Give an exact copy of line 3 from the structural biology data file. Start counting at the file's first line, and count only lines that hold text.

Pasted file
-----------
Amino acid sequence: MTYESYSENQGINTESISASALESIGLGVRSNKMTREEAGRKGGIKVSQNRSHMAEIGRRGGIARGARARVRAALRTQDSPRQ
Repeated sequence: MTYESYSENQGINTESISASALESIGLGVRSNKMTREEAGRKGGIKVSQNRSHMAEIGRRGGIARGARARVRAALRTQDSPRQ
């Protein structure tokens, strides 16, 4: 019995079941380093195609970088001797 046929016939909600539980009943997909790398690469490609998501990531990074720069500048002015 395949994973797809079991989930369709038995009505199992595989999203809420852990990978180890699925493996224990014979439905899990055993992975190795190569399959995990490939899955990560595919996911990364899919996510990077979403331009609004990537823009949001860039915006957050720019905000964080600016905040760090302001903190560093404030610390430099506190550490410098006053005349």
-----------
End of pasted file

């Protein structure tokens, strides 16, 4: 019995079941380093195609970088001797 046929016939909600539980009943997909790398690469490609998501990531990074720069500048002015 395949994973797809079991989930369709038995009505199992595989999203809420852990990978180890699925493996224990014979439905899990055993992975190795190569399959995990490939899955990560595919996911990364899919996510990077979403331009609004990537823009949001860039915006957050720019905000964080600016905040760090302001903190560093404030610390430099506190550490410098006053005349």